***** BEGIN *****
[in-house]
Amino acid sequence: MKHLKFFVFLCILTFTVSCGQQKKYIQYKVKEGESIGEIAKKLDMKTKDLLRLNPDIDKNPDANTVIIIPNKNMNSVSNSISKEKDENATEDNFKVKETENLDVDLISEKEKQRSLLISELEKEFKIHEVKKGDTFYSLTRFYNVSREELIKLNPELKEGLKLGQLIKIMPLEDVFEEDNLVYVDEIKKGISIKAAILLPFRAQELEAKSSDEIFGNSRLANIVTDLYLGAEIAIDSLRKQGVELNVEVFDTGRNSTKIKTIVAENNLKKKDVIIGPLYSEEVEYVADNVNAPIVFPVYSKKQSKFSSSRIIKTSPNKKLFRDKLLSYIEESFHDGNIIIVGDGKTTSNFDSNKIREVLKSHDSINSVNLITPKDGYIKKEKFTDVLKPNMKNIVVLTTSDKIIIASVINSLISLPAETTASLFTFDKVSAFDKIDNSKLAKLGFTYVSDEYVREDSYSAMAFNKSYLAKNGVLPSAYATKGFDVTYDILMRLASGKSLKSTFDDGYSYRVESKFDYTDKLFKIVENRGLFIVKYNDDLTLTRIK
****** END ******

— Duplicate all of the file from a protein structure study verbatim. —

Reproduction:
[in-house]
Amino acid sequence: MKHLKFFVFLCILTFTVSCGQQKKYIQYKVKEGESIGEIAKKLDMKTKDLLRLNPDIDKNPDANTVIIIPNKNMNSVSNSISKEKDENATEDNFKVKETENLDVDLISEKEKQRSLLISELEKEFKIHEVKKGDTFYSLTRFYNVSREELIKLNPELKEGLKLGQLIKIMPLEDVFEEDNLVYVDEIKKGISIKAAILLPFRAQELEAKSSDEIFGNSRLANIVTDLYLGAEIAIDSLRKQGVELNVEVFDTGRNSTKIKTIVAENNLKKKDVIIGPLYSEEVEYVADNVNAPIVFPVYSKKQSKFSSSRIIKTSPNKKLFRDKLLSYIEESFHDGNIIIVGDGKTTSNFDSNKIREVLKSHDSINSVNLITPKDGYIKKEKFTDVLKPNMKNIVVLTTSDKIIIASVINSLISLPAETTASLFTFDKVSAFDKIDNSKLAKLGFTYVSDEYVREDSYSAMAFNKSYLAKNGVLPSAYATKGFDVTYDILMRLASGKSLKSTFDDGYSYRVESKFDYTDKLFKIVENRGLFIVKYNDDLTLTRIK